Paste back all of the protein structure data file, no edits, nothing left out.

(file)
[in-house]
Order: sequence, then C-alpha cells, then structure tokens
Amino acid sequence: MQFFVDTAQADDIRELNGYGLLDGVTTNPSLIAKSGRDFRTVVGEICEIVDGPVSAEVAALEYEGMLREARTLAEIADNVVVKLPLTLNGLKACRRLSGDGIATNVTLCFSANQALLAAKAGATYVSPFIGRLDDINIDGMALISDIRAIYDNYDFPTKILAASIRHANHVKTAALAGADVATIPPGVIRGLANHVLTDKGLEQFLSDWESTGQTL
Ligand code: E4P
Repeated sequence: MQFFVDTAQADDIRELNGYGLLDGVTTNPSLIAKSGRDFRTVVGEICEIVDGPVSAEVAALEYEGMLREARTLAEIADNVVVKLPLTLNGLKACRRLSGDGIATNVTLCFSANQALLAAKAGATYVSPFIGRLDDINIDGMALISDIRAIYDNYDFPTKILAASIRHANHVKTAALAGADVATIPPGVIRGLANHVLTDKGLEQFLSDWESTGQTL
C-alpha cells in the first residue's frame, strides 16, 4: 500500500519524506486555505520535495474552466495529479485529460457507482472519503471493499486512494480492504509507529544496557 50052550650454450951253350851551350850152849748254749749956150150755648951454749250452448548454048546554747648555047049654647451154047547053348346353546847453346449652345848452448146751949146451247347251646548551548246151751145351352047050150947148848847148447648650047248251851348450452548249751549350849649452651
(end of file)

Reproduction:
[in-house]
Order: sequence, then C-alpha cells, then structure tokens
Amino acid sequence: MQFFVDTAQADDIRELNGYGLLDGVTTNPSLIAKSGRDFRTVVGEICEIVDGPVSAEVAALEYEGMLREARTLAEIADNVVVKLPLTLNGLKACRRLSGDGIATNVTLCFSANQALLAAKAGATYVSPFIGRLDDINIDGMALISDIRAIYDNYDFPTKILAASIRHANHVKTAALAGADVATIPPGVIRGLANHVLTDKGLEQFLSDWESTGQTL
Ligand code: E4P
Repeated sequence: MQFFVDTAQADDIRELNGYGLLDGVTTNPSLIAKSGRDFRTVVGEICEIVDGPVSAEVAALEYEGMLREARTLAEIADNVVVKLPLTLNGLKACRRLSGDGIATNVTLCFSANQALLAAKAGATYVSPFIGRLDDINIDGMALISDIRAIYDNYDFPTKILAASIRHANHVKTAALAGADVATIPPGVIRGLANHVLTDKGLEQFLSDWESTGQTL
C-alpha cells in the first residue's frame, strides 16, 4: 500500500519524506486555505520535495474552466495529479485529460457507482472519503471493499486512494480492504509507529544496557 50052550650454450951253350851551350850152849748254749749956150150755648951454749250452448548454048546554747648555047049654647451154047547053348346353546847453346449652345848452448146751949146451247347251646548551548246151751145351352047050150947148848847148447648650047248251851348450452548249751549350849649452651